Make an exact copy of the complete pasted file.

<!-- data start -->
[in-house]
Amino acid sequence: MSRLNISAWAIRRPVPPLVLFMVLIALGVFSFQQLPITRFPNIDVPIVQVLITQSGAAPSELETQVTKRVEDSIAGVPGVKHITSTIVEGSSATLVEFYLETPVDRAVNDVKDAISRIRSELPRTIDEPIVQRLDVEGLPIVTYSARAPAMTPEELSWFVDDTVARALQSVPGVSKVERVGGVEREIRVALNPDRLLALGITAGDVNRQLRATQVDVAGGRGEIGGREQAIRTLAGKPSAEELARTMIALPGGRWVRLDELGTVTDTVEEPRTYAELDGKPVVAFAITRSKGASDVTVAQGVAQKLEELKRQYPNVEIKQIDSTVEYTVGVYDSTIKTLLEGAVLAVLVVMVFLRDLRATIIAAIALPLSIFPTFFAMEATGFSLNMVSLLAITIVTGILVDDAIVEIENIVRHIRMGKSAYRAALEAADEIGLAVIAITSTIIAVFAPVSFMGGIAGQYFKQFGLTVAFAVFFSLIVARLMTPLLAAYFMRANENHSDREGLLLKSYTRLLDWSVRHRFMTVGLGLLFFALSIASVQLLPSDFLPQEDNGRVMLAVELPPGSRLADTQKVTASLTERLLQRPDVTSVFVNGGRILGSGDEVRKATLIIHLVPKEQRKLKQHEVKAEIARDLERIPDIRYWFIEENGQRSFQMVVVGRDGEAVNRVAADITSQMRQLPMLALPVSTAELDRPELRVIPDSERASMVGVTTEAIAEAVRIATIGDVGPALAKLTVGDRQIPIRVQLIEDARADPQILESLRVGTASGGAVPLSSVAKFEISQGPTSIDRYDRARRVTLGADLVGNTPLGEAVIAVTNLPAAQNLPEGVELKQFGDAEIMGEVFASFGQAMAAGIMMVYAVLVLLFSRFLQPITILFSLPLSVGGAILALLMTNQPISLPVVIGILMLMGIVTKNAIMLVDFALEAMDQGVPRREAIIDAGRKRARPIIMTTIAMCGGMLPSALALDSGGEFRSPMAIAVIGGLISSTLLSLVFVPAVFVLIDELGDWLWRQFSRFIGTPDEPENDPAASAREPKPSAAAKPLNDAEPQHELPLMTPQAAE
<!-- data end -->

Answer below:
[in-house]
Amino acid sequence: MSRLNISAWAIRRPVPPLVLFMVLIALGVFSFQQLPITRFPNIDVPIVQVLITQSGAAPSELETQVTKRVEDSIAGVPGVKHITSTIVEGSSATLVEFYLETPVDRAVNDVKDAISRIRSELPRTIDEPIVQRLDVEGLPIVTYSARAPAMTPEELSWFVDDTVARALQSVPGVSKVERVGGVEREIRVALNPDRLLALGITAGDVNRQLRATQVDVAGGRGEIGGREQAIRTLAGKPSAEELARTMIALPGGRWVRLDELGTVTDTVEEPRTYAELDGKPVVAFAITRSKGASDVTVAQGVAQKLEELKRQYPNVEIKQIDSTVEYTVGVYDSTIKTLLEGAVLAVLVVMVFLRDLRATIIAAIALPLSIFPTFFAMEATGFSLNMVSLLAITIVTGILVDDAIVEIENIVRHIRMGKSAYRAALEAADEIGLAVIAITSTIIAVFAPVSFMGGIAGQYFKQFGLTVAFAVFFSLIVARLMTPLLAAYFMRANENHSDREGLLLKSYTRLLDWSVRHRFMTVGLGLLFFALSIASVQLLPSDFLPQEDNGRVMLAVELPPGSRLADTQKVTASLTERLLQRPDVTSVFVNGGRILGSGDEVRKATLIIHLVPKEQRKLKQHEVKAEIARDLERIPDIRYWFIEENGQRSFQMVVVGRDGEAVNRVAADITSQMRQLPMLALPVSTAELDRPELRVIPDSERASMVGVTTEAIAEAVRIATIGDVGPALAKLTVGDRQIPIRVQLIEDARADPQILESLRVGTASGGAVPLSSVAKFEISQGPTSIDRYDRARRVTLGADLVGNTPLGEAVIAVTNLPAAQNLPEGVELKQFGDAEIMGEVFASFGQAMAAGIMMVYAVLVLLFSRFLQPITILFSLPLSVGGAILALLMTNQPISLPVVIGILMLMGIVTKNAIMLVDFALEAMDQGVPRREAIIDAGRKRARPIIMTTIAMCGGMLPSALALDSGGEFRSPMAIAVIGGLISSTLLSLVFVPAVFVLIDELGDWLWRQFSRFIGTPDEPENDPAASAREPKPSAAAKPLNDAEPQHELPLMTPQAAE